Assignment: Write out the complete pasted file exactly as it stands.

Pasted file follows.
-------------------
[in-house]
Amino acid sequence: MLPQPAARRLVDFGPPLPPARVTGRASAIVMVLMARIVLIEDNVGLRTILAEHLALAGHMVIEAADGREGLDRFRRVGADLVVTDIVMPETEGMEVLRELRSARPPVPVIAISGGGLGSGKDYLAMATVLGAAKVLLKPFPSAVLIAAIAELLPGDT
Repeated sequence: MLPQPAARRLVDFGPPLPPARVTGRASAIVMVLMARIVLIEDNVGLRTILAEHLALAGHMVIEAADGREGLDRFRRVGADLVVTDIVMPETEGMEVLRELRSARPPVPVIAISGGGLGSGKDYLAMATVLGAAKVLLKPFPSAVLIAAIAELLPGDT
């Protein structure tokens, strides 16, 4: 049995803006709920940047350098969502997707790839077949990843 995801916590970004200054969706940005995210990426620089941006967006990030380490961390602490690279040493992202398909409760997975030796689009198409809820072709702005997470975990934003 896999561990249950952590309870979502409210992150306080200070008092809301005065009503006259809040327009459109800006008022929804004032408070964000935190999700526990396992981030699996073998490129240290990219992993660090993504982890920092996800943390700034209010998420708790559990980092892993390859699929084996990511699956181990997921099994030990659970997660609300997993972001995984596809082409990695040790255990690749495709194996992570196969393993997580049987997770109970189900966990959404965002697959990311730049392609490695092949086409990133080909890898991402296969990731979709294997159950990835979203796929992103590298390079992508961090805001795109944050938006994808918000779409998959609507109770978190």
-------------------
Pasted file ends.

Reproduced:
[in-house]
Amino acid sequence: MLPQPAARRLVDFGPPLPPARVTGRASAIVMVLMARIVLIEDNVGLRTILAEHLALAGHMVIEAADGREGLDRFRRVGADLVVTDIVMPETEGMEVLRELRSARPPVPVIAISGGGLGSGKDYLAMATVLGAAKVLLKPFPSAVLIAAIAELLPGDT
Repeated sequence: MLPQPAARRLVDFGPPLPPARVTGRASAIVMVLMARIVLIEDNVGLRTILAEHLALAGHMVIEAADGREGLDRFRRVGADLVVTDIVMPETEGMEVLRELRSARPPVPVIAISGGGLGSGKDYLAMATVLGAAKVLLKPFPSAVLIAAIAELLPGDT
């Protein structure tokens, strides 16, 4: 049995803006709920940047350098969502997707790839077949990843 995801916590970004200054969706940005995210990426620089941006967006990030380490961390602490690279040493992202398909409760997975030796689009198409809820072709702005997470975990934003 896999561990249950952590309870979502409210992150306080200070008092809301005065009503006259809040327009459109800006008022929804004032408070964000935190999700526990396992981030699996073998490129240290990219992993660090993504982890920092996800943390700034209010998420708790559990980092892993390859699929084996990511699956181990997921099994030990659970997660609300997993972001995984596809082409990695040790255990690749495709194996992570196969393993997580049987997770109970189900966990959404965002697959990311730049392609490695092949086409990133080909890898991402296969990731979709294997159950990835979203796929992103590298390079992508961090805001795109944050938006994808918000779409998959609507109770978190």